Friends of Pastorius Park joins local efforts to bring the American Chestnut back to Chestnut Hill
Two articles in these pages recently mourned (and explained) the loss of the iconic tree that gave Chestnut Hill its name.
Ned Barnard (“Hunting for the American Chestnut in the Wissahickon,” August 27, 2020) reports hiking uphill of the Valley Green Inn in hopes of finding “a remnant of the virgin forest” but being “disappointed not to find any large oaks…just more tulip trees, and no chestnut twigs sprouting from old stumps.” (Ned is co-author, with Catriona Briger and Paul Meyer, of Philadelphia Trees: A Field Guide to the City and Surrounding Delaware Valley.)
Former director of the Schuylkill Center, Dennis Burton (“Back to Nature: Chestnuts in Chestnut Hill?” March 12, 2021) paints a dire panorama of the extinction and extirpation of Pennsylvania’s native plants, including the American Chestnut.
In joyous contrast a third article (“SCH Takes Step to Reclaim American Chestnut’s Place with New Grove of 70 Trees,” September 18, 2019) describes the largest of several initiatives that are bringing Chestnut trees back to the Hill.
Springside Chestnut Hill Academy joined with the American Chestnut Foundation to establish a demonstration and education orchard. The Foundation (acf.org) provided the School with guidance and live seedlings of a potentially disease-resistant variety developed via traditional cross-breeding of native and Chinese chestnut stock. (Rebreeding by the Foundation over thirty years has gradually diluted the foreign genetic material, preserved some of its blight resistance, and yielded a tree that is essentially the North American original.)
The Friends of Pastorius Park recently launched a similar restoration, thanks to the prompting and commitment of its long-time arborist Erik Werner (owner of Hedgerows Tree Service and an informed chestnut enthusiast).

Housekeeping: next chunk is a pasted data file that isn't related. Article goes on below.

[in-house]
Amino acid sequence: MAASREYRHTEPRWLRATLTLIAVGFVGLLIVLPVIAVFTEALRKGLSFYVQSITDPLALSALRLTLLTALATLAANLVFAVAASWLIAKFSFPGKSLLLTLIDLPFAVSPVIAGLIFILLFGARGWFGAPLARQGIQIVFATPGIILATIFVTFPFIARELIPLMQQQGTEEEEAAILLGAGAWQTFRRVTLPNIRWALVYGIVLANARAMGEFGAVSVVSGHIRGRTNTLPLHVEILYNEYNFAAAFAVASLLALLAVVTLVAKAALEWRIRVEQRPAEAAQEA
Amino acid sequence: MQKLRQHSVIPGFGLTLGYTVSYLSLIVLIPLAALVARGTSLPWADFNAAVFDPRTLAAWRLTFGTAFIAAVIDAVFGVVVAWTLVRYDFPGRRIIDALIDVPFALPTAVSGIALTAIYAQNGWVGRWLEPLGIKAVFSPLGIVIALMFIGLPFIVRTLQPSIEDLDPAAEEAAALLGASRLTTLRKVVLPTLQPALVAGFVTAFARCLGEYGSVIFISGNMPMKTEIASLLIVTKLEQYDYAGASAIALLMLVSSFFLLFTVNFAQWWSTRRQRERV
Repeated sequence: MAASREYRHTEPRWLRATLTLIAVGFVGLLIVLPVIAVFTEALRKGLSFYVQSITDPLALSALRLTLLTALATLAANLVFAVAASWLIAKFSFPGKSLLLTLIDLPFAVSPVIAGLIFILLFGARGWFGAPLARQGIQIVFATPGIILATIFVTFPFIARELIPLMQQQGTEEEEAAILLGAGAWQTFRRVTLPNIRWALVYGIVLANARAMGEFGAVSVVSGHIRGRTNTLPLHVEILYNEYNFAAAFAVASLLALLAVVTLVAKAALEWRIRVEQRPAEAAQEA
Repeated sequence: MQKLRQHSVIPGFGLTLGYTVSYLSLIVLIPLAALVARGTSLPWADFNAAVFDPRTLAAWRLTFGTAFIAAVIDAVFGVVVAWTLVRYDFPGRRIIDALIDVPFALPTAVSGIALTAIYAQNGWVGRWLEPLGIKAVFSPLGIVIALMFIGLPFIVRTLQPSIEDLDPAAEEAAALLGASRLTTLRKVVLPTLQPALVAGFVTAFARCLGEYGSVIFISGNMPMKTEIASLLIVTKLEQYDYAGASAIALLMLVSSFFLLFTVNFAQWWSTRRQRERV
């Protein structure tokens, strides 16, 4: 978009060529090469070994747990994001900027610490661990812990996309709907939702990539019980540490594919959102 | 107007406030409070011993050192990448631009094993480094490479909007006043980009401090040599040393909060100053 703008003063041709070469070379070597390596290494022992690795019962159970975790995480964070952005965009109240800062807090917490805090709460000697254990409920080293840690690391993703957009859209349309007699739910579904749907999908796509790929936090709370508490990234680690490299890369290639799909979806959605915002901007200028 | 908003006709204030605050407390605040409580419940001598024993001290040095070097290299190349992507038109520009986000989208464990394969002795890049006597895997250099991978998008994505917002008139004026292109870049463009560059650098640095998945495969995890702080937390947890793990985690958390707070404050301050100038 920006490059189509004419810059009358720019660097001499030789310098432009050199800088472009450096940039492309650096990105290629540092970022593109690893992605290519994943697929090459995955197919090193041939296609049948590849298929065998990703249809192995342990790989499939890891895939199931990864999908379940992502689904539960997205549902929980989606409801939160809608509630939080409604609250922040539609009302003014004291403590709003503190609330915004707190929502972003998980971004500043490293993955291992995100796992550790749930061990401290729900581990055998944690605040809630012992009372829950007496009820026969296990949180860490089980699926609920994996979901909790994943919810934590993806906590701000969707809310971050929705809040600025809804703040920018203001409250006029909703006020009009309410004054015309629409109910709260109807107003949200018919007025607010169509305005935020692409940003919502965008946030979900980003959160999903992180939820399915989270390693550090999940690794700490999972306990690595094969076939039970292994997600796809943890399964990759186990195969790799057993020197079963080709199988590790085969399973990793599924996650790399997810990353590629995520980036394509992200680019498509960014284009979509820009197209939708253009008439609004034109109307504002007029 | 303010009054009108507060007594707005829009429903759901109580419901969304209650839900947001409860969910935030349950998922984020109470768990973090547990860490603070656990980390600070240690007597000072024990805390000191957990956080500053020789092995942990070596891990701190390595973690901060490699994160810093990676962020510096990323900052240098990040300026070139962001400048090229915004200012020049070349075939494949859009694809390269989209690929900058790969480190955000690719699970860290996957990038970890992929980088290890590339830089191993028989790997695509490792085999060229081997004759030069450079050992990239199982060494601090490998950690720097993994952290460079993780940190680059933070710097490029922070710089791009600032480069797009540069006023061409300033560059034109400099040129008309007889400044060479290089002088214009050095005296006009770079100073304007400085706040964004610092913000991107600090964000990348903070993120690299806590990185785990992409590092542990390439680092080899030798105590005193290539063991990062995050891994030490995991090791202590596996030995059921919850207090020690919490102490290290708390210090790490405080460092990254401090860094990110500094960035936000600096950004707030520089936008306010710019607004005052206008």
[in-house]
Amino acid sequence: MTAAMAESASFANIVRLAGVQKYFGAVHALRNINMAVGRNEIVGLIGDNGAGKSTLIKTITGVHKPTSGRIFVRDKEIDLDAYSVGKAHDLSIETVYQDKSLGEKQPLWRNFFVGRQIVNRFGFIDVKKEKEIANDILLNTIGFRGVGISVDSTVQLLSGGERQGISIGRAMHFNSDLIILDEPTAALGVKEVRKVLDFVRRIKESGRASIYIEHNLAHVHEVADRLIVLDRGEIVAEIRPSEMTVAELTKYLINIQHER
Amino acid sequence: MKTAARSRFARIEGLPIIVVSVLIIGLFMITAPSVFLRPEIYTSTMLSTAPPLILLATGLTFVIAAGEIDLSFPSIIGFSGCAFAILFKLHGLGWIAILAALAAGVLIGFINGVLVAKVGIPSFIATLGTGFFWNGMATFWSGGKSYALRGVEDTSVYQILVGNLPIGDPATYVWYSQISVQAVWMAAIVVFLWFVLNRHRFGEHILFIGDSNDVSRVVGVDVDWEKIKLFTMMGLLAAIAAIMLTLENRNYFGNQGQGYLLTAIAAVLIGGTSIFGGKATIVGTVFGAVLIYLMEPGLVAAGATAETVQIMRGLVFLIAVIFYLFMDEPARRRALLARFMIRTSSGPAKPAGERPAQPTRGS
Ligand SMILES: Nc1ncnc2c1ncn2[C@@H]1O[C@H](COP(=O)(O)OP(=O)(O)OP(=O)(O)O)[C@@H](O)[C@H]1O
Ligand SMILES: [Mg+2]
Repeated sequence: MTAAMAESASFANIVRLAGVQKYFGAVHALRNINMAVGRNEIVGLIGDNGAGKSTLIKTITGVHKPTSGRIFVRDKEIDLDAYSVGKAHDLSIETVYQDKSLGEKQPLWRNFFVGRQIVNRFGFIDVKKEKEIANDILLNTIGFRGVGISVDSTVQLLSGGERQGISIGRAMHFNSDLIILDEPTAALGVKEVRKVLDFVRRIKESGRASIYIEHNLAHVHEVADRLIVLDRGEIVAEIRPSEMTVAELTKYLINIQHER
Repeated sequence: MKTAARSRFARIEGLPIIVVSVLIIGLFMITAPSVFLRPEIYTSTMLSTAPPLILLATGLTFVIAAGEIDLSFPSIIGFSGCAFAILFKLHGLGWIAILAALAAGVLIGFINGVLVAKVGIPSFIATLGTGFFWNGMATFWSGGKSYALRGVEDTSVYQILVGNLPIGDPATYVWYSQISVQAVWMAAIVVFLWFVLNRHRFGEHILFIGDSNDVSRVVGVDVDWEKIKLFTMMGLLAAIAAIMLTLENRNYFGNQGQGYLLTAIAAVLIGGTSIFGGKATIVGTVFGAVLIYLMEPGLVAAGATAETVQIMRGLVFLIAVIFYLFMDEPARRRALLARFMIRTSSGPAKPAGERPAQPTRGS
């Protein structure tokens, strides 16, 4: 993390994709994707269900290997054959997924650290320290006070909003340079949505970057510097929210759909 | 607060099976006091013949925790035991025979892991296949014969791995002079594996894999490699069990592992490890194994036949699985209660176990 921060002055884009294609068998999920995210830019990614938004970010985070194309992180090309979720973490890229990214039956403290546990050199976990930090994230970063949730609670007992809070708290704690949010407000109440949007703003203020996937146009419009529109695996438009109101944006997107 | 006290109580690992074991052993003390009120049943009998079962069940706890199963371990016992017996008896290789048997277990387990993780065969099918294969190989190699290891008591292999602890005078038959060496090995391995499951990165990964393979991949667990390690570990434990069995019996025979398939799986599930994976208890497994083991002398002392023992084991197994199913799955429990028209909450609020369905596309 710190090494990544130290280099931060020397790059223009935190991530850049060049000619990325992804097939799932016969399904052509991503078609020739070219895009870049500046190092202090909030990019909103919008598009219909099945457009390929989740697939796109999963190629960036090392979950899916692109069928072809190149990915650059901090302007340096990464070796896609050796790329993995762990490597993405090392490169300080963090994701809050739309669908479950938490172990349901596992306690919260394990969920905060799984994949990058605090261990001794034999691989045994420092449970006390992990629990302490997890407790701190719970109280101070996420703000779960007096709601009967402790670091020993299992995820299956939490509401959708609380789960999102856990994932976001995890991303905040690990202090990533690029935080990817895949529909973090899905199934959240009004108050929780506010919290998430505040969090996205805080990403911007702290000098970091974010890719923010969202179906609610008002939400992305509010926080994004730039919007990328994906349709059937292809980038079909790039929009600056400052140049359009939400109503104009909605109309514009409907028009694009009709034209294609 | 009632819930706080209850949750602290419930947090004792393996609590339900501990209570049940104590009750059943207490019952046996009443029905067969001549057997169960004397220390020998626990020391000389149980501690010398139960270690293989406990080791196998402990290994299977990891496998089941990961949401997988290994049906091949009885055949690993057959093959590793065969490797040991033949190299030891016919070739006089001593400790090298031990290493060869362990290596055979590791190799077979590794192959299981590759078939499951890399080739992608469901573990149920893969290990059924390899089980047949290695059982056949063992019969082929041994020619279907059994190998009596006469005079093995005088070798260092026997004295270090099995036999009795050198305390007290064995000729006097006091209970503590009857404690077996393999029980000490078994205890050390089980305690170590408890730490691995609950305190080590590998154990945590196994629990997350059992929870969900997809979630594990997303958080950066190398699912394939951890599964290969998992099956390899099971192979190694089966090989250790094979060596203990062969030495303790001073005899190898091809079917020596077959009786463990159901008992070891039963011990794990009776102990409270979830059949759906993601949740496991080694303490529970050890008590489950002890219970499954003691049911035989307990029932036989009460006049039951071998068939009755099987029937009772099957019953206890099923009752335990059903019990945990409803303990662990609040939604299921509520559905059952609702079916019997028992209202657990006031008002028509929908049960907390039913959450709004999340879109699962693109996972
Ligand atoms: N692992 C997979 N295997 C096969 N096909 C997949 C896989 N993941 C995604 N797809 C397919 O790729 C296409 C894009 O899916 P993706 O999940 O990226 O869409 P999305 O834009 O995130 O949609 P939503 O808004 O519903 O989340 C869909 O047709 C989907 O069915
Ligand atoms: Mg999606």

On Saturday, May 15 a trio of volunteers under Erik’s leadership planted a grove of timber-type (wild) American Chestnuts in the Park’s wooded northwest corner. In contrast to the SCH planting, Pastorius’ young seedlings are not disease-resistant and may not live to adulthood. But these “mother trees” will live long enough to be pollinated in adolescence and produce children (nuts: chestnuts) fathered by a new variety genetically armed against the effects of the blight that destroyed the chestnuts in America’s Eastern forest.
This variety (Darling 58), a product of research at SUNY College of Environmental Science and Forestry (esf.edu/chestnut/), awaits regulatory clearance. When it becomes available the Friends will receive and plant an individual—the metaphorical father—in the center of the waiting Mother Tree Orchard. Following fertilization, volunteers will watch for the blight-resistant, transgenic nuts to mature and collect them. After these sprout, they’ll be planted in the wild. The scientific term for this is “intentional introgression.”
The protections installed at the Pastorius planting make the new orchard easy to spot. This local project is one of dozens underway throughout the species’ original range, a large-scale, wholly volunteer effort that Friends of Pastorius Park is delighted to join.
There are other efforts to reintroduce the native chestnut in Chestnut Hill, and these deserve mention. Landscape designer and chestnut enthusiast Christopher Sohnly of Spruce Hollow Designs (sprucehollowdesigns.com) has been quietly importing and offering for sale chestnut seedlings descended from promising survivors found in northwestern Pennsylvania, specifically the Sproul state forest, where there is as much as 10% to 15% resistance found in native seedlings. (The collector is Christopher’s colleague, Ethan Olson of Walburn Run Nursery, Brockway, Pa). In 2017 Christopher donated two of these to a Tree Tenders demonstration planting at the intersection of Lincoln Drive and West Springfield Street. So far they are flourishing and easy to observe.
If scientific breeding created SCH’s introductions, and if genetic engineering will strengthen the offspring and descendants of those in Pastorius Park, Christopher’s approach — targeted selection, or what Ethan calls ‘extreme natural selection’ — is a third way.
This traditional, long established and intrinsically optimistic method has captured the attention of the Chestnut Hill Community Association’s Greenspace Initiative, likely soon to join the community-wide restoration in progress.
Finally, it’s possible to observe several hybrid American Chestnuts planted in 2010 at the Morris Arboretum. One of these is growing in the woods adjacent to and below Out on a Limb.
With luck and the commitment and persistence of those dedicated to the cause, the American Chestnut may thrive again in the forested neighborhoods of Chestnut Hill.
Chestnut Hill resident Robert Fleming is a Landscape Architect with an interest in historic preservation and ecological restoration.
Wild American chestnut tree grove in NE corner of Pastorius Park, Spring 2022